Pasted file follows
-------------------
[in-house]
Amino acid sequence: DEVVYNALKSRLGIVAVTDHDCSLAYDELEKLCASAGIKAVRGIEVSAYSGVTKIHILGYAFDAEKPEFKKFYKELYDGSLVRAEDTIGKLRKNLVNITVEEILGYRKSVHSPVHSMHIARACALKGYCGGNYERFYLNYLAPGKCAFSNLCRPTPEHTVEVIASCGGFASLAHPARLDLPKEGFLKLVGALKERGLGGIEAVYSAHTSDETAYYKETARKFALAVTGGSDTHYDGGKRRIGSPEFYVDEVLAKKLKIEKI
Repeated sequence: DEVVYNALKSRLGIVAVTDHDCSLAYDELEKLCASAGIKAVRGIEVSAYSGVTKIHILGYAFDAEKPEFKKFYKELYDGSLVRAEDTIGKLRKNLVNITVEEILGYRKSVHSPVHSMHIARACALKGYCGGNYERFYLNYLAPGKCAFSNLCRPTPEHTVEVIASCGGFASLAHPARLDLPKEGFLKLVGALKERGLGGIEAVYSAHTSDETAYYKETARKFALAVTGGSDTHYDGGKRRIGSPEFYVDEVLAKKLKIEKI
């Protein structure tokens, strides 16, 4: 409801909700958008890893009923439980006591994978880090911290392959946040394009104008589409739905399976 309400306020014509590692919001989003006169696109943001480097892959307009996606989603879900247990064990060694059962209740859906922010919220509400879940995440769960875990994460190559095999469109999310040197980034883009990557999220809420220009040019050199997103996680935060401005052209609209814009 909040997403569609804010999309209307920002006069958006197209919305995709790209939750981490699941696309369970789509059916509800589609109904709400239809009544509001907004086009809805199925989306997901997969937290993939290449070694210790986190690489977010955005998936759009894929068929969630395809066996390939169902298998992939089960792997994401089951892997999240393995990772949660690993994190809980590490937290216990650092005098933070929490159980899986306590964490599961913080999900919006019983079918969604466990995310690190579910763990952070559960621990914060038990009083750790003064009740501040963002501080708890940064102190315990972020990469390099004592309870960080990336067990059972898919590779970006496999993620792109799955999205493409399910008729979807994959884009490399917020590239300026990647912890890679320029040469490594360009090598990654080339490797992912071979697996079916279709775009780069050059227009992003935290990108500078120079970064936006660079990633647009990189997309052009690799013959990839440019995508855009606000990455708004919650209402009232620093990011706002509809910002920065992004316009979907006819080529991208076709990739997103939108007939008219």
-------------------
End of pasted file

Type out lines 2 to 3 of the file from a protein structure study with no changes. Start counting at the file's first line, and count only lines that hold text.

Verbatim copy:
Amino acid sequence: DEVVYNALKSRLGIVAVTDHDCSLAYDELEKLCASAGIKAVRGIEVSAYSGVTKIHILGYAFDAEKPEFKKFYKELYDGSLVRAEDTIGKLRKNLVNITVEEILGYRKSVHSPVHSMHIARACALKGYCGGNYERFYLNYLAPGKCAFSNLCRPTPEHTVEVIASCGGFASLAHPARLDLPKEGFLKLVGALKERGLGGIEAVYSAHTSDETAYYKETARKFALAVTGGSDTHYDGGKRRIGSPEFYVDEVLAKKLKIEKI
Repeated sequence: DEVVYNALKSRLGIVAVTDHDCSLAYDELEKLCASAGIKAVRGIEVSAYSGVTKIHILGYAFDAEKPEFKKFYKELYDGSLVRAEDTIGKLRKNLVNITVEEILGYRKSVHSPVHSMHIARACALKGYCGGNYERFYLNYLAPGKCAFSNLCRPTPEHTVEVIASCGGFASLAHPARLDLPKEGFLKLVGALKERGLGGIEAVYSAHTSDETAYYKETARKFALAVTGGSDTHYDGGKRRIGSPEFYVDEVLAKKLKIEKI